There is nothing worse than waking up, finding one of your poor koi belly up in your pond, and having no idea what happened.
We always work hard to help you prevent these things, like urging you to have proper filtration, and feed your koi high-quality koi food. However, you often simply cannot avoid your koi getting sick and you’ll be forced to take action.
The best way to approach this as an avid koi keeper is to make sure you can recognize the sign of illnesses. Each of the items here include common symptoms. Unfortunately, a lot of symptoms, like rubbing their belly's on the bottom or sides of the ponds ("flashing"), could mean a number of things. BUT this should help you figure out identify the root-cause.
This list will tackle some of the more common koi illnesses, in addition to giving you some tips on how to manage illness in your koi pond. Hopefully, you can skip googling symptoms and scouring through sub-Reddits looking for answers; just reference this koi blog post!
Common Koi Illnesses, Symptoms, & Tips on Treatment
Many bacteria and parasites that cause illness for koi are actually always present in the water. When your koi are stressed out and/or their water quality is low, their immune systems aren't nearly as ready to defend against those bacteria and parasites.
This is especially true coming out of winter; during the springtime. The hot temps turn your pond into a petri dish of bacteria and parasites, that is, if you’re not careful! Be careful not to feed your koi too much or too quickly during this time and check your levels frequently.
Keep in mind that a large pond with fewer koi means a lower risk of infection and spreading of infection. On the other hand, a small pond with lots of koi means a higher risk for infection. This is another reason for ensuring your pond has enough water for the number of koi you have.
Stress is the biggest culprit for disease! Make sure your koi have great water, are protected from predators, and have nice, calm hiding spots to destress .
For meds: Always refer to the bottle if you're unsure how much medication/treatment your koi need! If you have any questions or are unsure about how much to use based on your pond's volume and the number of koi you have, just give us a call.
A microscope is an awesome investment that we recommend to anyone who keeps koi. It provides you with a shortcut; just take a sample of your koi's protective coating (slime coat), pop it under the microscope and quickly identify or rule out parasites. Click here to see which one we use at the shop.
1. Ich (white-spot disease):
Short for Ichthyophthirius multifiliis, this is a dangerous but common freshwater parasite. They live in your koi’s skin and under their scales. You can easily see them using a microscope; they’re easily identified by the horseshoe shaped nucleus.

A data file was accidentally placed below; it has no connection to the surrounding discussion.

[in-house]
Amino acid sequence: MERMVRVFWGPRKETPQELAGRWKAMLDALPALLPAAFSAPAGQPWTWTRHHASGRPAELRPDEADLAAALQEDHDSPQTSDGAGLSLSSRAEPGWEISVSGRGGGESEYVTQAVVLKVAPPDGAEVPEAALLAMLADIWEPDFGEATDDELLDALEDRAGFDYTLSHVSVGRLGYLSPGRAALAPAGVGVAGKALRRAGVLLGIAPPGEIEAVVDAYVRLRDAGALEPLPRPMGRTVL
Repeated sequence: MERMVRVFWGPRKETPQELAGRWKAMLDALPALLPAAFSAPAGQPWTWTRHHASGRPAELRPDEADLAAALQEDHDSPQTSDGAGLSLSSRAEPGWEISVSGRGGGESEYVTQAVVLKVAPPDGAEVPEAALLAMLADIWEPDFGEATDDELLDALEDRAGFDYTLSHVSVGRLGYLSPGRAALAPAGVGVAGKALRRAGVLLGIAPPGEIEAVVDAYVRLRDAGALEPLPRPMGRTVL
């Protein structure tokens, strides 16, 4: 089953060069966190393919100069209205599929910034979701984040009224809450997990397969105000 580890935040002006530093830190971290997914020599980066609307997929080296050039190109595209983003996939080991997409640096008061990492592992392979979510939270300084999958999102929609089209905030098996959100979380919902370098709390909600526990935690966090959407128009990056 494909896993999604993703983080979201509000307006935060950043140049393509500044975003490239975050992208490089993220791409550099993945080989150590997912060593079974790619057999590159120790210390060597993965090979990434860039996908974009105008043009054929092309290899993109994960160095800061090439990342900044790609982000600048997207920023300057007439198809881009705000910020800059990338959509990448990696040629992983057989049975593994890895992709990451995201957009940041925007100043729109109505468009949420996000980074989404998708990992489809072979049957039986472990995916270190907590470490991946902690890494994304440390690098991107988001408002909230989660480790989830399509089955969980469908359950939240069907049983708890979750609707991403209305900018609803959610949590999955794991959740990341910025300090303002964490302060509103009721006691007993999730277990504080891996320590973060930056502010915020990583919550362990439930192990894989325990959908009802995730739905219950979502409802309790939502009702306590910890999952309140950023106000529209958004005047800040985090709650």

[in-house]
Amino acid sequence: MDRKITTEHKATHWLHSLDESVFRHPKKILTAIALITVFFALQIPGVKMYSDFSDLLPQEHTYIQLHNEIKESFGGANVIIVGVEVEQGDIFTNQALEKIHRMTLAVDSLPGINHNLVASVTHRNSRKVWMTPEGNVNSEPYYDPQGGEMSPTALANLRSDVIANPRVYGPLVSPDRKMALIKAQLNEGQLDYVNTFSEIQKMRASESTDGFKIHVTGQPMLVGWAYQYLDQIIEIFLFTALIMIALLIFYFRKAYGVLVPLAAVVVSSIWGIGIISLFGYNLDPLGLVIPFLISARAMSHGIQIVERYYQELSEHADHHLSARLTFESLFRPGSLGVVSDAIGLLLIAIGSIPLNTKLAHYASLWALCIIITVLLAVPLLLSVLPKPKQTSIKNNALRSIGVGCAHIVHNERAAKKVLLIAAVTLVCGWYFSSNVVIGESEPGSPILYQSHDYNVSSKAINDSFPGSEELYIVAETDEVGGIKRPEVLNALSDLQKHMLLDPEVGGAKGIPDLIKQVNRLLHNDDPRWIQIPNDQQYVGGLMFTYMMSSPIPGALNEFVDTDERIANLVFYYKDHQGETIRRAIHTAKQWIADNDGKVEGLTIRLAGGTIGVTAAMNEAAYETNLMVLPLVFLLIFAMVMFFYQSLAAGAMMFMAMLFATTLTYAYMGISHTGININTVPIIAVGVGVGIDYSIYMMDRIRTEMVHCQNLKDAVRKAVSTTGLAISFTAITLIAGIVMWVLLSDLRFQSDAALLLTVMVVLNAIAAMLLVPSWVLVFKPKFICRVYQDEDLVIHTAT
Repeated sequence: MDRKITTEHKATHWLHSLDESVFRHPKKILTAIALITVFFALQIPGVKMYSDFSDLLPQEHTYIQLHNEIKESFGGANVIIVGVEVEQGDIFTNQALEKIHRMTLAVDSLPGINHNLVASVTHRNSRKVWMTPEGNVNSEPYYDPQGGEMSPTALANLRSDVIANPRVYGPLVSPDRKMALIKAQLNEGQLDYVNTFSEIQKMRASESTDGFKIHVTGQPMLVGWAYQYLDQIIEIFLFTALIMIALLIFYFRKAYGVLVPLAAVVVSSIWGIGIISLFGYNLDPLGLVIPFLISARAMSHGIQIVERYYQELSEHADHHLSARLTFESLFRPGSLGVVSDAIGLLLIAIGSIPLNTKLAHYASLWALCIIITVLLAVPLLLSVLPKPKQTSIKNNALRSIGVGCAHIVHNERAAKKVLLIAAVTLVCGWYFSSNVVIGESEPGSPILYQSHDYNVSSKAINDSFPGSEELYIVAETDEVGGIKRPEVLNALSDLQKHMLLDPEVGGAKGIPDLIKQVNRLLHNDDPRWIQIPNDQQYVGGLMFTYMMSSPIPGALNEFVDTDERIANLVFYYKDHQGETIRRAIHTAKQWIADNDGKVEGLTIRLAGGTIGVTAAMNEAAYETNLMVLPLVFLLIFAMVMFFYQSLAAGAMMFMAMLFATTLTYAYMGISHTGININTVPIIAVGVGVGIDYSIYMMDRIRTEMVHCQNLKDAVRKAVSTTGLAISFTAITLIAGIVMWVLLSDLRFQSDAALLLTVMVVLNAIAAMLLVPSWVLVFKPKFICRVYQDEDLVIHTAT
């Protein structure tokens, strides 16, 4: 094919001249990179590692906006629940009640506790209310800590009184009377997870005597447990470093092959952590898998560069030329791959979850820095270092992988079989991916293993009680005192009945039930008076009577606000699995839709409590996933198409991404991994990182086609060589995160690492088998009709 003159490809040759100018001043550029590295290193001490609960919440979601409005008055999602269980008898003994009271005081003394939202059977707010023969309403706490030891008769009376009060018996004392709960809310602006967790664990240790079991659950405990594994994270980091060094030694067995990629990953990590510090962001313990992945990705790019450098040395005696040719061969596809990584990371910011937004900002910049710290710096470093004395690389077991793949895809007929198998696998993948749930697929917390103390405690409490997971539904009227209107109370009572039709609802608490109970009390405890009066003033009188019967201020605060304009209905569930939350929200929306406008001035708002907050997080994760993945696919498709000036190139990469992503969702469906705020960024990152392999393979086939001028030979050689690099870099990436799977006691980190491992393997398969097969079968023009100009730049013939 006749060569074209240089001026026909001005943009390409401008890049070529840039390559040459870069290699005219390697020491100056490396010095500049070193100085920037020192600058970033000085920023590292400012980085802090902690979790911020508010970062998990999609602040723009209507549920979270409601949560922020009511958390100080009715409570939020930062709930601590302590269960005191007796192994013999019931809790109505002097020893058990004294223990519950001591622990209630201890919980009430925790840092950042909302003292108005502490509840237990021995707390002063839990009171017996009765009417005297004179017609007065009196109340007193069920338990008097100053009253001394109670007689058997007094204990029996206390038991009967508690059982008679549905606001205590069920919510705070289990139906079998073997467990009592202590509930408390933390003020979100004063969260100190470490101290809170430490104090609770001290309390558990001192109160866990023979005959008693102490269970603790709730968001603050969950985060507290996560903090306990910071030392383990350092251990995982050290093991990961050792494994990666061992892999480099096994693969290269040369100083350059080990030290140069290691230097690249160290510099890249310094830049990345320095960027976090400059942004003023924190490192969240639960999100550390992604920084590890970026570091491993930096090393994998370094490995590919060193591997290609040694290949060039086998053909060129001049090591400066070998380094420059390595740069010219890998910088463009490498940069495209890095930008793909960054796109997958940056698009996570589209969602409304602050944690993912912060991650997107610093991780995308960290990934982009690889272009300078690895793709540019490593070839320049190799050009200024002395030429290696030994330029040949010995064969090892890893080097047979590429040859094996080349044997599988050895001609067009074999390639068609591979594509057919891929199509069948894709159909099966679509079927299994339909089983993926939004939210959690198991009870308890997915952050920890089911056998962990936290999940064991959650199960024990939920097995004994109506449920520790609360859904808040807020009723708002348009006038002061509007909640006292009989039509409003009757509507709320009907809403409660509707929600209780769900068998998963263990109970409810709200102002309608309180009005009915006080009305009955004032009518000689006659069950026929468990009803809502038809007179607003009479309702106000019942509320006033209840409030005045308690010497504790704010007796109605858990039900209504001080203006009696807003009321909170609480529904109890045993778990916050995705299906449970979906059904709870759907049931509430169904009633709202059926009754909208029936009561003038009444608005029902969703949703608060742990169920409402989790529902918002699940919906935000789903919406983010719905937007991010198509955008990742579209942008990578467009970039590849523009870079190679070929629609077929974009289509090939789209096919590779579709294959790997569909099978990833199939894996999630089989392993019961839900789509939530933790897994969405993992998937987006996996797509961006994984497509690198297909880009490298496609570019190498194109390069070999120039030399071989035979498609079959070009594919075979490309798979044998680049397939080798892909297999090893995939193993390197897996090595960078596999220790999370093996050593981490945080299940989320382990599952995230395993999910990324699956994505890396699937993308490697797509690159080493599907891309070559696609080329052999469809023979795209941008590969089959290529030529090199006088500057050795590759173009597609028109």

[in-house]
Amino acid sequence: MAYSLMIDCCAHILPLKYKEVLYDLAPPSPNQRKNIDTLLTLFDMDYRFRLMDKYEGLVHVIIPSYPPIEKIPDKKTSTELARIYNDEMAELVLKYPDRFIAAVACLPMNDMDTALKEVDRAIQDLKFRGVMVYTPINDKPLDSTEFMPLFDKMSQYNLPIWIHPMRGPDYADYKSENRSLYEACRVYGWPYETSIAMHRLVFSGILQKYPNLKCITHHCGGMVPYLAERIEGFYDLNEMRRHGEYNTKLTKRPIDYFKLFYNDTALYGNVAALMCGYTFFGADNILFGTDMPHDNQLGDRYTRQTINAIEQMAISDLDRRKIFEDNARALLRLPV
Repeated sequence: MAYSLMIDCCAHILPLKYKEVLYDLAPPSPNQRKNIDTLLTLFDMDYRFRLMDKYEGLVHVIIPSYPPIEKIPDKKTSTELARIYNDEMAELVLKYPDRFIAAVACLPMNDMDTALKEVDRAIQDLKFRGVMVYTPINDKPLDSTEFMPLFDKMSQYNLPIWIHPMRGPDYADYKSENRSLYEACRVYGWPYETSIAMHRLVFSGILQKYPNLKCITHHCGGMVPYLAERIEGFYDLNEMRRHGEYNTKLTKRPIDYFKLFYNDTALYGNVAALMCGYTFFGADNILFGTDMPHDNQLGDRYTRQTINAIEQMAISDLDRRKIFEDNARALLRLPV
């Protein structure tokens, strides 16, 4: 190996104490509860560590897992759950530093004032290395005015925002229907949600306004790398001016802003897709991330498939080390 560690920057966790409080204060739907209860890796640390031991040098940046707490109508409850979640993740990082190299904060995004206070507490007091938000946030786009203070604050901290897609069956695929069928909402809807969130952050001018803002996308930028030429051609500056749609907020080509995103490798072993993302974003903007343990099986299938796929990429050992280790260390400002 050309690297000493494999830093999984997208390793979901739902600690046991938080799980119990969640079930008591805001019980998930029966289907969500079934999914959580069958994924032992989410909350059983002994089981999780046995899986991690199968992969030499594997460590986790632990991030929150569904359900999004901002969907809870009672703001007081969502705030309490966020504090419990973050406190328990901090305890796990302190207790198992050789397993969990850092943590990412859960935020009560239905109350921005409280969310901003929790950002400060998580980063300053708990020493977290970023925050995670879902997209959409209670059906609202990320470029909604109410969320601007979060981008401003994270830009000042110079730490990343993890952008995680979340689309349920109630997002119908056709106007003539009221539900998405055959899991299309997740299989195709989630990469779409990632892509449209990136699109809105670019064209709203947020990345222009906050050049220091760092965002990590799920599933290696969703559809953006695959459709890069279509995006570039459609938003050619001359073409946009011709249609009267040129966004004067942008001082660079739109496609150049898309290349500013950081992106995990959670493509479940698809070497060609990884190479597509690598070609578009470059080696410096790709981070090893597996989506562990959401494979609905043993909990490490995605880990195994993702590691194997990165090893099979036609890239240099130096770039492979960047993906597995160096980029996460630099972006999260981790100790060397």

Symptoms: Your koi will have little white dots and spots. This is what gives the name “white-spot disease.” You’ll also notice fatigue, flashing (rubbing against the floor or bottom of the pond), and appetite loss.
Treatments: If you see ich, don’t panic! It’s relatively easy to remedy the issue if you can catch it early on, before it has the chance to damage the gills. Salt is going to be your first move. You’ll keep the water at 0.3-0.5% salinity and you’ll keep it cold (warm waters = happy parasites!). Colder water requires less medicinal treatment; make sure you’re checking the bottle to know how much and how frequently you should add products. If it’s possible for a 25% water change, do that, just make sure you’re maintaining the good bacteria that helps to moderate the nitrogen cycle. Extra aeration helps here, too. You can treat with Proform-C Broad Spectrum Disease Treatment. Click the photo below to purchase.
Look out for another post covering common parasites that may attack your koi.
2. Swim Bladder Disease:
You koi uses its “swim bladder” to regulate its buoyancy. If the swim bladder becomes infected, either viral or bacterial, the koi’s ability to regulate pressure within its body will become compromised, and it won’t be able to swim properly and could perish. There could be many causes to this issue, such as constipation, parasites, viruses, bacteria, internal cysts, liver disease, gulping air, poor nutrition, or even genetics.
Symptoms: You’ll notice your koi is consistently swimming upside down or side-ways, like they just can’t stay afloat; this is a buoyancy issue. This is not to be confused with random swimming issues, which could be caused by ammonia poisoning (a disruption in the nitrogen cycle).
Treatments: First step, you’ll test the water to see if an imbalance is the root cause, like low or high pH or KH, high ammonia or nitrates. A solution could be switching to a low-nitrate sinking food, like Nijikawa Professional, reducing nitrogen levels in your pond with a UV light and extra aeration. This is not a contagious illness, so quarantine is not necessary, so long as you’re certain it’s swim bladder disease and not something else! Melafix helps to treat swim bladder disease. Click below to purchase on Amazon.
Centuries ago, heart edemas, or congestive heart failure, in humans was actually called dropsy! Dropsy happens when koi experience liver or kidney failure that causes excessive fluid retention. Caused by poor nutrition, poor water quality, stress, injury, or even infections by parasites, bacteria, or viruses.
Symptoms: When your koi has dropsy, you’ll notice similar symptoms of swelling skin. Early on, they’ll be less likely to feed, they’ll be more shy, and they may have an issue keeping afloat. You’ll also notice bulging eyes and lifted scales, almost like a pinecone. They may sit on the bottom of the pond with tucked fins.